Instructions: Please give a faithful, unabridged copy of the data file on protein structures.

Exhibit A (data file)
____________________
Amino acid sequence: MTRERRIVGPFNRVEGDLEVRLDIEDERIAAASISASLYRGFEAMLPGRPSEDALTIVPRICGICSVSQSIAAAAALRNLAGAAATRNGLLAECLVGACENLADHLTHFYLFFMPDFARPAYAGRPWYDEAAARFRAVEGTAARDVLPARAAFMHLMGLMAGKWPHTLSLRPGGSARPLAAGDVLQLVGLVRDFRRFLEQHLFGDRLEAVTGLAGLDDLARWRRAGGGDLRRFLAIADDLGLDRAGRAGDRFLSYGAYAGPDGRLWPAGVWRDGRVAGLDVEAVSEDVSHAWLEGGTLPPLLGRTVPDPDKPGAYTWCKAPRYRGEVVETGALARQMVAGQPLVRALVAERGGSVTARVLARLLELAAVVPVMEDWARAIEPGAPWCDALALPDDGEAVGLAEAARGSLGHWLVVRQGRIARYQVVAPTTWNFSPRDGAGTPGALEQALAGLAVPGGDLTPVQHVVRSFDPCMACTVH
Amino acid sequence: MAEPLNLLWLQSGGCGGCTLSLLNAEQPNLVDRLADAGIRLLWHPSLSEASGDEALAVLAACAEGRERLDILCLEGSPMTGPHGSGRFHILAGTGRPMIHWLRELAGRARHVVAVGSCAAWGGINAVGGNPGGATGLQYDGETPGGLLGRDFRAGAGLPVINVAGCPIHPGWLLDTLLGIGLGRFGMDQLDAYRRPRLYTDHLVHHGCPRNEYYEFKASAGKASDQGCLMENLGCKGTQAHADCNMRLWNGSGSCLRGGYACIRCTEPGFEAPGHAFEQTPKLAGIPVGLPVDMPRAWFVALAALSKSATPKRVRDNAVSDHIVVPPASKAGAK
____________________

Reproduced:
Amino acid sequence: MTRERRIVGPFNRVEGDLEVRLDIEDERIAAASISASLYRGFEAMLPGRPSEDALTIVPRICGICSVSQSIAAAAALRNLAGAAATRNGLLAECLVGACENLADHLTHFYLFFMPDFARPAYAGRPWYDEAAARFRAVEGTAARDVLPARAAFMHLMGLMAGKWPHTLSLRPGGSARPLAAGDVLQLVGLVRDFRRFLEQHLFGDRLEAVTGLAGLDDLARWRRAGGGDLRRFLAIADDLGLDRAGRAGDRFLSYGAYAGPDGRLWPAGVWRDGRVAGLDVEAVSEDVSHAWLEGGTLPPLLGRTVPDPDKPGAYTWCKAPRYRGEVVETGALARQMVAGQPLVRALVAERGGSVTARVLARLLELAAVVPVMEDWARAIEPGAPWCDALALPDDGEAVGLAEAARGSLGHWLVVRQGRIARYQVVAPTTWNFSPRDGAGTPGALEQALAGLAVPGGDLTPVQHVVRSFDPCMACTVH
Amino acid sequence: MAEPLNLLWLQSGGCGGCTLSLLNAEQPNLVDRLADAGIRLLWHPSLSEASGDEALAVLAACAEGRERLDILCLEGSPMTGPHGSGRFHILAGTGRPMIHWLRELAGRARHVVAVGSCAAWGGINAVGGNPGGATGLQYDGETPGGLLGRDFRAGAGLPVINVAGCPIHPGWLLDTLLGIGLGRFGMDQLDAYRRPRLYTDHLVHHGCPRNEYYEFKASAGKASDQGCLMENLGCKGTQAHADCNMRLWNGSGSCLRGGYACIRCTEPGFEAPGHAFEQTPKLAGIPVGLPVDMPRAWFVALAALSKSATPKRVRDNAVSDHIVVPPASKAGAK